Strengths. My Belief vs. Actuals

In the Effective Executive, Peter Drucker listed 3 things one should be aware of. One of them is on whether you know what your strengths are.

It's also a common interview question: "What are your strengths? What are your weaknesses?" 

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At first, I figured that was an easy question. It's even considered to be the "easier" question to answer. Of course, I knew what I was good at. Who doesn't, right.

It turns out, what I think my strengths are is not what others perceive to be my strengths. 

First, most are quite relative.

To start with, what are strengths? They're supposed to be things I'm strong at right? In the most literal sense I am physically stronger than some people and not stronger than others. By my estimate, I'm stronger than most people. But that too is quite relative. When I'm in the office I'm probably the stronger than most but that number would change if I went to a powerlifting competition.

As such, my strength traits would be subject to such relativity. So, then it's best to ignore the mediocre ones where it could be a slight strength sometimes and a non-factor at others. It's not one that matters much. This isn't to be confused with a skill either. My fluency in Korean is a skill and an asset but I wouldn't necessary call it a "strength" because once I move countries it's irrelevant.... just an absolute of 0... no relativity there. 

I used to think I was super quantitative. I thought it was a big strength of mine. You know, I got top marks in maths in high school so obvious right? I mean, I was considered the "modelling guy" at Deloitte. Highly quantitative. Then I worked with some actuarials, PhDs, and rocket scientists and well... turns out some people are way more quantitative than I am. So, this was quite situational but it definitely was not something I would be "doubling down" on. 

So then what are my strengths? More importantly, what are the strengths that matter? I can have many strengths but some will cease to be so.. in fact, many will be repeatable by others and won’t be that unique to who I am.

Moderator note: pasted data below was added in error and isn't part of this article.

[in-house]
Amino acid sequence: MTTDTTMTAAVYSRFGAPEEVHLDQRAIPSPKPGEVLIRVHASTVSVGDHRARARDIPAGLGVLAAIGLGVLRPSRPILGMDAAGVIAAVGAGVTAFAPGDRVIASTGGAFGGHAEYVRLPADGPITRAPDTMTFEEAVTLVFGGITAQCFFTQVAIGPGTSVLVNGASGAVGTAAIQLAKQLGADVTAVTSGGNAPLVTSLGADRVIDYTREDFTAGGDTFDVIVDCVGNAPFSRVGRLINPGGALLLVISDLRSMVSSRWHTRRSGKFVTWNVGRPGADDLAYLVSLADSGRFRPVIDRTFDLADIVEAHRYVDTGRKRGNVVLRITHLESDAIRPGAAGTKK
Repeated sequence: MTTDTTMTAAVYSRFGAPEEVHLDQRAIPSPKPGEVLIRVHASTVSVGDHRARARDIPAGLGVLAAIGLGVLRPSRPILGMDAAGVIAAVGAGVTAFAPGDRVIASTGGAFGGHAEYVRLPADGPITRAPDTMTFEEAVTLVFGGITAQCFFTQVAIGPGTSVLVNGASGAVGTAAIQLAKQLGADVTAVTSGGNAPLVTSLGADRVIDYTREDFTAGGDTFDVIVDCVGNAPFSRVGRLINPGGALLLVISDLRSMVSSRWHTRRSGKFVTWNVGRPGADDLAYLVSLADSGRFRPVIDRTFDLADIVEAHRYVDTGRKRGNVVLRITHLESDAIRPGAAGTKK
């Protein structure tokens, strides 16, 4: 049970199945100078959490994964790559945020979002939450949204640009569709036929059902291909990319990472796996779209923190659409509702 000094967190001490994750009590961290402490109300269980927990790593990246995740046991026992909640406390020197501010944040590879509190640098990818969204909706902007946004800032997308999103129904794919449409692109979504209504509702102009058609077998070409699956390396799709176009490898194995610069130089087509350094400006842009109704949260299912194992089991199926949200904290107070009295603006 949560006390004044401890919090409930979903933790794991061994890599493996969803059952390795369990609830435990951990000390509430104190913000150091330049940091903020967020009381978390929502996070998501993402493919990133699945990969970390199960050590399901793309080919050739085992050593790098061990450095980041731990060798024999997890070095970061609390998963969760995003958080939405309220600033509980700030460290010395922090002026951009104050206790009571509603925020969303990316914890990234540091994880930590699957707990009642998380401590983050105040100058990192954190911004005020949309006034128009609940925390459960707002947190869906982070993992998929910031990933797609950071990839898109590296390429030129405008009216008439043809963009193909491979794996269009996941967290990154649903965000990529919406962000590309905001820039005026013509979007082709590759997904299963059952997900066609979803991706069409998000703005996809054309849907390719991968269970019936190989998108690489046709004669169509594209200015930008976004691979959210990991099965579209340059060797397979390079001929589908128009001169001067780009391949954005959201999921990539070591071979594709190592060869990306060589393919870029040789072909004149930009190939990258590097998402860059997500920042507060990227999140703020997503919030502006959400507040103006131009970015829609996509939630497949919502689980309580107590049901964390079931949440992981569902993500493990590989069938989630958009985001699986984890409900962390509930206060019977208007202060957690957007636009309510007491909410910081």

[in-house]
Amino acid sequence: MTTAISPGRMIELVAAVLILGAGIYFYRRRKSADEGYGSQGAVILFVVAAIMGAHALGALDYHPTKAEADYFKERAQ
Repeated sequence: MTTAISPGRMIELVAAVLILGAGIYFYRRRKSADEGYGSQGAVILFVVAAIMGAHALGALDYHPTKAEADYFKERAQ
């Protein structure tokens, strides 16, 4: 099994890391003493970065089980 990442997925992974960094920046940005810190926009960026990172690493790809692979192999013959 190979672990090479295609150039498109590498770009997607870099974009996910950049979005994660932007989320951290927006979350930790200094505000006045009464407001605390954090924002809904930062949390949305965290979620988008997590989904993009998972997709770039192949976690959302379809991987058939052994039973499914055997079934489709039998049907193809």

Those that matter.

My strengths only matter if they can actually be of value to others. If I can contribute and do something much better than someone else can. Hence, my true strengths are those that are so obvious to me but not obvious to others.

They're the things that I don't have to think about. It's normal, like brushing your teeth or riding a bike. It's just so intuititve that it doesn't register to me as even being a strength because it makes me ask the question "how is this not obvious to other people?"

But guess what? We are not equal. We are not all the same. We all have different talents, strengths and weaknesses and that's what makes us unique individuals. 

It's then about identifying what this unique strength is. How did I do this?

Someone please tell me what’s not obvious.

First, I kept a log. A journal of activities for close to 3 years.

Second, I asked other people. Asked for feedback. What do they think I'm great at?

Cross reference and look for the ones that surprise you. The ones that you thought were obvious. Ask a range of different people for feedback too. I asked high school friends, university friends, my parents, my colleagues from each job I've had because they've all interacted with me at different staged of my life. This would help weed out feedback on a specific skill like "oh you were great at accounting" (I never got this feedback). But with the data of different people you'll be able to see a picture. A kind of trend will emerge. It'll be weird because your parents might use an example of whenst you were young to pick out a trait that your high school friend picked out from a group project that your boss at work picked out from a coffee chat you had with him. Amongst all these answers there will be traits that continue to repeat... ones that repeat that make you respond with "how is this a strength? Isn't this obvious? This can't be a strength, does this mean I have no strength at all?"

Well guess what.. now you've found some strengths. These are what would separate you from the others and these are the things you should double down on. It's not about being a well-rounded person. If you're an amazing communicator and you are great at talking to people and making them feel at ease then double down on that. You are systematic and you love making elaborate plans? Double down on that. Find something where you get to talk to people non stop and build out effective systems. 

But first, we'll need some to get some feedback.

 

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